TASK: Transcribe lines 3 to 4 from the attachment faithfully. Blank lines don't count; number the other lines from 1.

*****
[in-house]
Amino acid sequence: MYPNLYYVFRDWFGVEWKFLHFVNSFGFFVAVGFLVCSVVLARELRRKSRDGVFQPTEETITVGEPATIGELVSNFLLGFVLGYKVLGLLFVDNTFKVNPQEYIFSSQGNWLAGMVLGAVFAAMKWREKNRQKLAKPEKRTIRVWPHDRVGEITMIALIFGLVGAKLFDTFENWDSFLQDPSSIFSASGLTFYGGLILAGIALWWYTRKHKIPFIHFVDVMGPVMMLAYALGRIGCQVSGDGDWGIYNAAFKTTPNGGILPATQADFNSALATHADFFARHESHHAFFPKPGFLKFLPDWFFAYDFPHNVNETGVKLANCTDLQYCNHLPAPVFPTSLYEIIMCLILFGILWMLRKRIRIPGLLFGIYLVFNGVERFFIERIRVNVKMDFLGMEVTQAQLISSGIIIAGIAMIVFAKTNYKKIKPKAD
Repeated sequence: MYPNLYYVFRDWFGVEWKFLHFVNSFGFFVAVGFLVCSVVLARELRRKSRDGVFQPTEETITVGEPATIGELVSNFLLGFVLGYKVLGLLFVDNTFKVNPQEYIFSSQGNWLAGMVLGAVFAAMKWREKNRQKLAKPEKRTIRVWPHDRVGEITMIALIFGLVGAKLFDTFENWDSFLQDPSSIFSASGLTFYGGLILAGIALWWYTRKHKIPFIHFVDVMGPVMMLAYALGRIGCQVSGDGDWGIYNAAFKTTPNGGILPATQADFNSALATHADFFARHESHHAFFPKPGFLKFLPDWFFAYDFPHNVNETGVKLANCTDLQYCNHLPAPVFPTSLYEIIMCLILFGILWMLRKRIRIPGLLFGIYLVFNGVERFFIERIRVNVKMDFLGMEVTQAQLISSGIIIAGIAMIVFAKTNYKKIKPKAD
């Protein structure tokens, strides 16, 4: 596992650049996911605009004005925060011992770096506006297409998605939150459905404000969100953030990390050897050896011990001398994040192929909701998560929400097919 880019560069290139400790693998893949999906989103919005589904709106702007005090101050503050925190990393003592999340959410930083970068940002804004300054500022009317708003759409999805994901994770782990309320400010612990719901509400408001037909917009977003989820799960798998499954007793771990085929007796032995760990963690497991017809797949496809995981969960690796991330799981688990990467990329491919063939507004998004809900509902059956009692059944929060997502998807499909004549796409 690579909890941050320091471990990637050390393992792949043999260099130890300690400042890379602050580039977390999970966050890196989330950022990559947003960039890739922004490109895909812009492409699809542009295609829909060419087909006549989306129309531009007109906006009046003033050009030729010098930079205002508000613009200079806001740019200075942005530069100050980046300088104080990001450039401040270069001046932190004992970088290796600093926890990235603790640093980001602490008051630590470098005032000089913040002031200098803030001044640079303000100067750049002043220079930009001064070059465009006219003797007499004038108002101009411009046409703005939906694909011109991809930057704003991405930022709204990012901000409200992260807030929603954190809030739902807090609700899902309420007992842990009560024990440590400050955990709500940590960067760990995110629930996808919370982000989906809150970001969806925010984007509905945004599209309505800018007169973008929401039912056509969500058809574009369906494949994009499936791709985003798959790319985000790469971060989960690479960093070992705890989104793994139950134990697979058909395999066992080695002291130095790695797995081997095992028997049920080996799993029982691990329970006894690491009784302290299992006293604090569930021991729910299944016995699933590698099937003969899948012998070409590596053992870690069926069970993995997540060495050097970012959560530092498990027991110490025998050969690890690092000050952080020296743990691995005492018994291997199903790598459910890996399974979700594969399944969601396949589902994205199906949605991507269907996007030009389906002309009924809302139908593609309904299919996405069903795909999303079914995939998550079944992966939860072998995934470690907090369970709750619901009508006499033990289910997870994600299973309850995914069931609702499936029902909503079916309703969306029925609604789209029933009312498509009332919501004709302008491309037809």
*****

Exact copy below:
Repeated sequence: MYPNLYYVFRDWFGVEWKFLHFVNSFGFFVAVGFLVCSVVLARELRRKSRDGVFQPTEETITVGEPATIGELVSNFLLGFVLGYKVLGLLFVDNTFKVNPQEYIFSSQGNWLAGMVLGAVFAAMKWREKNRQKLAKPEKRTIRVWPHDRVGEITMIALIFGLVGAKLFDTFENWDSFLQDPSSIFSASGLTFYGGLILAGIALWWYTRKHKIPFIHFVDVMGPVMMLAYALGRIGCQVSGDGDWGIYNAAFKTTPNGGILPATQADFNSALATHADFFARHESHHAFFPKPGFLKFLPDWFFAYDFPHNVNETGVKLANCTDLQYCNHLPAPVFPTSLYEIIMCLILFGILWMLRKRIRIPGLLFGIYLVFNGVERFFIERIRVNVKMDFLGMEVTQAQLISSGIIIAGIAMIVFAKTNYKKIKPKAD
């Protein structure tokens, strides 16, 4: 596992650049996911605009004005925060011992770096506006297409998605939150459905404000969100953030990390050897050896011990001398994040192929909701998560929400097919 880019560069290139400790693998893949999906989103919005589904709106702007005090101050503050925190990393003592999340959410930083970068940002804004300054500022009317708003759409999805994901994770782990309320400010612990719901509400408001037909917009977003989820799960798998499954007793771990085929007796032995760990963690497991017809797949496809995981969960690796991330799981688990990467990329491919063939507004998004809900509902059956009692059944929060997502998807499909004549796409 690579909890941050320091471990990637050390393992792949043999260099130890300690400042890379602050580039977390999970966050890196989330950022990559947003960039890739922004490109895909812009492409699809542009295609829909060419087909006549989306129309531009007109906006009046003033050009030729010098930079205002508000613009200079806001740019200075942005530069100050980046300088104080990001450039401040270069001046932190004992970088290796600093926890990235603790640093980001602490008051630590470098005032000089913040002031200098803030001044640079303000100067750049002043220079930009001064070059465009006219003797007499004038108002101009411009046409703005939906694909011109991809930057704003991405930022709204990012901000409200992260807030929603954190809030739902807090609700899902309420007992842990009560024990440590400050955990709500940590960067760990995110629930996808919370982000989906809150970001969806925010984007509905945004599209309505800018007169973008929401039912056509969500058809574009369906494949994009499936791709985003798959790319985000790469971060989960690479960093070992705890989104793994139950134990697979058909395999066992080695002291130095790695797995081997095992028997049920080996799993029982691990329970006894690491009784302290299992006293604090569930021991729910299944016995699933590698099937003969899948012998070409590596053992870690069926069970993995997540060495050097970012959560530092498990027991110490025998050969690890690092000050952080020296743990691995005492018994291997199903790598459910890996399974979700594969399944969601396949589902994205199906949605991507269907996007030009389906002309009924809302139908593609309904299919996405069903795909999303079914995939998550079944992966939860072998995934470690907090369970709750619901009508006499033990289910997870994600299973309850995914069931609702499936029902909503079916309703969306029925609604789209029933009312498509009332919501004709302008491309037809």